While we cannot discount the spontaneity that led to the enormous counter-protest in 2017 following the far-right event in Charlottesville and the murder of Heather Heyer, the left must more effectively mobilize for confrontations with the far right. This means creating broader regional and national coalitions that can come together across political disagreements to oppose the right. It also means prioritizing movement work over electoral work and finding synergy between the two. At their recent convention, the 56,000-member Democratic Socialists of America voted to establish an anti-fascist working group; however, there appeared to be very little regional coordination to build for this important event. An organization of this size has the resources to initiate the kinds of broad coalitions necessary to build a larger and more politically coherent opposition to the right. A counter-protest composed of liberals and leftists with clear delineated contingents could have prevented the right’s event (as it has in years past) and been a boon to DSA’s efforts to canvas for Bernie Sander’s 2020 election bid.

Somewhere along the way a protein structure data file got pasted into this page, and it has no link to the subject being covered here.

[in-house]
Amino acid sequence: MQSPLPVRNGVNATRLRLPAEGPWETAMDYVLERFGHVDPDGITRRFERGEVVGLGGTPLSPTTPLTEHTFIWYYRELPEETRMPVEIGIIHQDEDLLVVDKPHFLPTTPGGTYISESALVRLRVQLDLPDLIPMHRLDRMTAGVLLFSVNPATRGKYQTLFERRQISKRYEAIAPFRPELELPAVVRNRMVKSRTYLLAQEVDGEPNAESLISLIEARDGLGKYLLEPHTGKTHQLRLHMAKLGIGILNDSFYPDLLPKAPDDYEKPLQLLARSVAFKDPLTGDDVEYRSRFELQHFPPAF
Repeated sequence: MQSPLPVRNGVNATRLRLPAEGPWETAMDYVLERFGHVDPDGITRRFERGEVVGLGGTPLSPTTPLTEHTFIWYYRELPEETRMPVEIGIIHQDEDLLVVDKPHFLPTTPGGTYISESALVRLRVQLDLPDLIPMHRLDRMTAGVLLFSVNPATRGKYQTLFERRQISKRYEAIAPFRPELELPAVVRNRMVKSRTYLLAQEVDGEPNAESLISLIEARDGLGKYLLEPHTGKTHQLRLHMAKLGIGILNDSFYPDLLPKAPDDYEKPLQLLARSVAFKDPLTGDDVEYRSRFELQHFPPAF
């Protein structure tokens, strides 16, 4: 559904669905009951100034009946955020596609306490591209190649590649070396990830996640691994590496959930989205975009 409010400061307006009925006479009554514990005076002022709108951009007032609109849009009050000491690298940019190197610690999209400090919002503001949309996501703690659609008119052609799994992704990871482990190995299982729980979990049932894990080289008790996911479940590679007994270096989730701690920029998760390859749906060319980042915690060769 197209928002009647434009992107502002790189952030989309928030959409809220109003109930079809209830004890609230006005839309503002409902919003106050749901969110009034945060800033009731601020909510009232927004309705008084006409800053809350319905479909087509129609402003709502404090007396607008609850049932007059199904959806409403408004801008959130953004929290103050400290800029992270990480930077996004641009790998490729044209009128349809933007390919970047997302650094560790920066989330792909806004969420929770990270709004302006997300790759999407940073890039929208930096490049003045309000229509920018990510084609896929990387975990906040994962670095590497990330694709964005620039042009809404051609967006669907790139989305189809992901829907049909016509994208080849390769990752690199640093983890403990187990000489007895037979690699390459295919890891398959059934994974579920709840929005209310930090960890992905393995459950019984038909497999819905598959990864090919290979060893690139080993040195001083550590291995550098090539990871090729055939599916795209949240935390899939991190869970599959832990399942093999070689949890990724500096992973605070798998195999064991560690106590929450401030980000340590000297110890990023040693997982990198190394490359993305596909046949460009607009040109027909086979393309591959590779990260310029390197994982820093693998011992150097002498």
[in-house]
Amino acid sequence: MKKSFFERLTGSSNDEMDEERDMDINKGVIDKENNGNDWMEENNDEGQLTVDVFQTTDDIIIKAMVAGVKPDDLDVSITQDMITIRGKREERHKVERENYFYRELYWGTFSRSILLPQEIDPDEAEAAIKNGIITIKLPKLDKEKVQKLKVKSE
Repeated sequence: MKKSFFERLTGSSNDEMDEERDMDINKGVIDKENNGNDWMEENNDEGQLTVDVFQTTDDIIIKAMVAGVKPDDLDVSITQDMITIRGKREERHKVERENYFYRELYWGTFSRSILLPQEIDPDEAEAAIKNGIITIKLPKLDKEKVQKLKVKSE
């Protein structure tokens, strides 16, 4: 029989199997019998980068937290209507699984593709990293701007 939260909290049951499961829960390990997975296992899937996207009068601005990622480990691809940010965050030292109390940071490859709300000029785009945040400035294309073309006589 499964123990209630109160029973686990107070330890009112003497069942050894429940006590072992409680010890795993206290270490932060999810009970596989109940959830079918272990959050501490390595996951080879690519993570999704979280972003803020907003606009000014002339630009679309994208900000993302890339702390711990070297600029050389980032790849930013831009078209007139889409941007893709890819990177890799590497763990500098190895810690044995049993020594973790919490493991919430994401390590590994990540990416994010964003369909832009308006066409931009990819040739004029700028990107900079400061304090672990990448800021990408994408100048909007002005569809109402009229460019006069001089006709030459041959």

The right has a response to the on-going social crisis: scapegoating immigrants, LGBT people, women, and workers. Trump’s threats to brand Antifa as a terrorist organization while legitimizing the voices of the right show the state’s willingness to tolerate far-right politics in an era that seeks to expand the profit-making capabilities of the ruling class through the increased precarity and exploitation of segments working people. The left needs its own response, which may include electoral expression but also requires deep organizing and broad coalition-building to defeat the right and advance a more just vision for society.